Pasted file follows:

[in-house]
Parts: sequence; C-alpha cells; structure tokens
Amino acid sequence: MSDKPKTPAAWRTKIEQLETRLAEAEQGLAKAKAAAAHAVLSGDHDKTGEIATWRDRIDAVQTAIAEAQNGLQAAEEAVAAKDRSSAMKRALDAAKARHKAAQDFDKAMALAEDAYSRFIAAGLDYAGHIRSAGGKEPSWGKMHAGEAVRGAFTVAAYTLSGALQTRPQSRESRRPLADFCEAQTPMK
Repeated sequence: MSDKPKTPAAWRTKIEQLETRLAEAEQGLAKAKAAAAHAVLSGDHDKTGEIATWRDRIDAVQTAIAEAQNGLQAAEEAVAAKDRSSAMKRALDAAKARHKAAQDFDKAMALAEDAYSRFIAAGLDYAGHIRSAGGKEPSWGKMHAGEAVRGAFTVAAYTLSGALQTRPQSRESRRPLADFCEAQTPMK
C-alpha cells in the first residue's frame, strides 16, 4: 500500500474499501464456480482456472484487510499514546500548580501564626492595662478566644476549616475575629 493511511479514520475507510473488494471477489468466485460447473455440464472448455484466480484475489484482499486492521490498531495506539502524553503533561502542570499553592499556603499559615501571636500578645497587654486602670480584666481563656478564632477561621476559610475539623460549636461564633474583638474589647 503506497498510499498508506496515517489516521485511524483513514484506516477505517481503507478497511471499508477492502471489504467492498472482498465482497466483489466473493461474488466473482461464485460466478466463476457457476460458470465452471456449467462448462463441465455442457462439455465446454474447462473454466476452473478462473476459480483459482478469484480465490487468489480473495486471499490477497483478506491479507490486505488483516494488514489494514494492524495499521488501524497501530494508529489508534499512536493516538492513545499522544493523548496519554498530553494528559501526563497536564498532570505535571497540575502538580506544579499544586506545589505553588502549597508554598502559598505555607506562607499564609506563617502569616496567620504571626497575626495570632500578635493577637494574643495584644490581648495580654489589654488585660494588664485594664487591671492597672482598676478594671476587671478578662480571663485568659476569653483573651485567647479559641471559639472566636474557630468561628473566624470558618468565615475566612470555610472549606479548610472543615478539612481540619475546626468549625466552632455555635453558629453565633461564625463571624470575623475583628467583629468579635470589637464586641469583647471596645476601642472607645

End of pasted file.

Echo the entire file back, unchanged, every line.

[in-house]
Parts: sequence; C-alpha cells; structure tokens
Amino acid sequence: MSDKPKTPAAWRTKIEQLETRLAEAEQGLAKAKAAAAHAVLSGDHDKTGEIATWRDRIDAVQTAIAEAQNGLQAAEEAVAAKDRSSAMKRALDAAKARHKAAQDFDKAMALAEDAYSRFIAAGLDYAGHIRSAGGKEPSWGKMHAGEAVRGAFTVAAYTLSGALQTRPQSRESRRPLADFCEAQTPMK
Repeated sequence: MSDKPKTPAAWRTKIEQLETRLAEAEQGLAKAKAAAAHAVLSGDHDKTGEIATWRDRIDAVQTAIAEAQNGLQAAEEAVAAKDRSSAMKRALDAAKARHKAAQDFDKAMALAEDAYSRFIAAGLDYAGHIRSAGGKEPSWGKMHAGEAVRGAFTVAAYTLSGALQTRPQSRESRRPLADFCEAQTPMK
C-alpha cells in the first residue's frame, strides 16, 4: 500500500474499501464456480482456472484487510499514546500548580501564626492595662478566644476549616475575629 493511511479514520475507510473488494471477489468466485460447473455440464472448455484466480484475489484482499486492521490498531495506539502524553503533561502542570499553592499556603499559615501571636500578645497587654486602670480584666481563656478564632477561621476559610475539623460549636461564633474583638474589647 503506497498510499498508506496515517489516521485511524483513514484506516477505517481503507478497511471499508477492502471489504467492498472482498465482497466483489466473493461474488466473482461464485460466478466463476457457476460458470465452471456449467462448462463441465455442457462439455465446454474447462473454466476452473478462473476459480483459482478469484480465490487468489480473495486471499490477497483478506491479507490486505488483516494488514489494514494492524495499521488501524497501530494508529489508534499512536493516538492513545499522544493523548496519554498530553494528559501526563497536564498532570505535571497540575502538580506544579499544586506545589505553588502549597508554598502559598505555607506562607499564609506563617502569616496567620504571626497575626495570632500578635493577637494574643495584644490581648495580654489589654488585660494588664485594664487591671492597672482598676478594671476587671478578662480571663485568659476569653483573651485567647479559641471559639472566636474557630468561628473566624470558618468565615475566612470555610472549606479548610472543615478539612481540619475546626468549625466552632455555635453558629453565633461564625463571624470575623475583628467583629468579635470589637464586641469583647471596645476601642472607645